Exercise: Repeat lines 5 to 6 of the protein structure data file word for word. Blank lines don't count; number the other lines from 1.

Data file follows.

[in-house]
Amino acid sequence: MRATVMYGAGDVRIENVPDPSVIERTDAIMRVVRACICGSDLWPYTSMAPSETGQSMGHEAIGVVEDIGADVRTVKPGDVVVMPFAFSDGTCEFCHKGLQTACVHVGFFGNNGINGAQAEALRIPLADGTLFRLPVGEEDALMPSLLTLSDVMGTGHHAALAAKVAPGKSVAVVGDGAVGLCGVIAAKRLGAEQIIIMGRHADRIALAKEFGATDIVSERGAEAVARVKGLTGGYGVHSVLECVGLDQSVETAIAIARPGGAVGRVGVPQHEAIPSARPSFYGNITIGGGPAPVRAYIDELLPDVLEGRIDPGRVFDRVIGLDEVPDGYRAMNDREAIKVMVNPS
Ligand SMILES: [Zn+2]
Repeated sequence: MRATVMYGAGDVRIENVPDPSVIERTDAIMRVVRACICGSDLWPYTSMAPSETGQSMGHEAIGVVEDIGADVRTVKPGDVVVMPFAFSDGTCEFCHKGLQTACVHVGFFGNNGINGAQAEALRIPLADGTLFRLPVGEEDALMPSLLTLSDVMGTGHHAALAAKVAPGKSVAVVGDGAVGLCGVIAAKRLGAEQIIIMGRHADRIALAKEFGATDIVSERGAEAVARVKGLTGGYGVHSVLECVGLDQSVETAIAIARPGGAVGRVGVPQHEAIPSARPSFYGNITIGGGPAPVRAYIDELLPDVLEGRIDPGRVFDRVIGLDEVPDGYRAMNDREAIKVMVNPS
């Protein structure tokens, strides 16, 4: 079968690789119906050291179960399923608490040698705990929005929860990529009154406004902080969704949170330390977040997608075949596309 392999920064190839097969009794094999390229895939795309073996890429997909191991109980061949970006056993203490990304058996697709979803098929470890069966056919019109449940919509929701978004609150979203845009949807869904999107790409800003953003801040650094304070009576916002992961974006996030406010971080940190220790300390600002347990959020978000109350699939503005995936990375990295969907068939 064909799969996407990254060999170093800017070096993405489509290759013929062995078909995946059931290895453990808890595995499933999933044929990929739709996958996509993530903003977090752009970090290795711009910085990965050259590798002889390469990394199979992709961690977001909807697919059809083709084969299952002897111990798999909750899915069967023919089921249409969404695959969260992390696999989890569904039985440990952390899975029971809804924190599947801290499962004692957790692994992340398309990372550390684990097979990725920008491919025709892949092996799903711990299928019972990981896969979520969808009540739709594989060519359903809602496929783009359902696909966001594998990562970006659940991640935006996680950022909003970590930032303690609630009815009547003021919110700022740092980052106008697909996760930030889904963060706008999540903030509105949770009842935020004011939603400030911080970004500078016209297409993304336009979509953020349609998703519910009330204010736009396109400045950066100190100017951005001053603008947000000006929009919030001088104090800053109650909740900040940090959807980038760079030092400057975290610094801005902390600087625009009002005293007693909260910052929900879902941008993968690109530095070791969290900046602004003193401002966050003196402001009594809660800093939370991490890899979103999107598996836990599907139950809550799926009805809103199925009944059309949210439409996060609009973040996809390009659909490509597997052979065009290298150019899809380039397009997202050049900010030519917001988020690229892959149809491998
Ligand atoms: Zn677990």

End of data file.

């Protein structure tokens, strides 16, 4: 079968690789119906050291179960399923608490040698705990929005929860990529009154406004902080969704949170330390977040997608075949596309 392999920064190839097969009794094999390229895939795309073996890429997909191991109980061949970006056993203490990304058996697709979803098929470890069966056919019109449940919509929701978004609150979203845009949807869904999107790409800003953003801040650094304070009576916002992961974006996030406010971080940190220790300390600002347990959020978000109350699939503005995936990375990295969907068939 064909799969996407990254060999170093800017070096993405489509290759013929062995078909995946059931290895453990808890595995499933999933044929990929739709996958996509993530903003977090752009970090290795711009910085990965050259590798002889390469990394199979992709961690977001909807697919059809083709084969299952002897111990798999909750899915069967023919089921249409969404695959969260992390696999989890569904039985440990952390899975029971809804924190599947801290499962004692957790692994992340398309990372550390684990097979990725920008491919025709892949092996799903711990299928019972990981896969979520969808009540739709594989060519359903809602496929783009359902696909966001594998990562970006659940991640935006996680950022909003970590930032303690609630009815009547003021919110700022740092980052106008697909996760930030889904963060706008999540903030509105949770009842935020004011939603400030911080970004500078016209297409993304336009979509953020349609998703519910009330204010736009396109400045950066100190100017951005001053603008947000000006929009919030001088104090800053109650909740900040940090959807980038760079030092400057975290610094801005902390600087625009009002005293007693909260910052929900879902941008993968690109530095070791969290900046602004003193401002966050003196402001009594809660800093939370991490890899979103999107598996836990599907139950809550799926009805809103199925009944059309949210439409996060609009973040996809390009659909490509597997052979065009290298150019899809380039397009997202050049900010030519917001988020690229892959149809491998
Ligand atoms: Zn677990």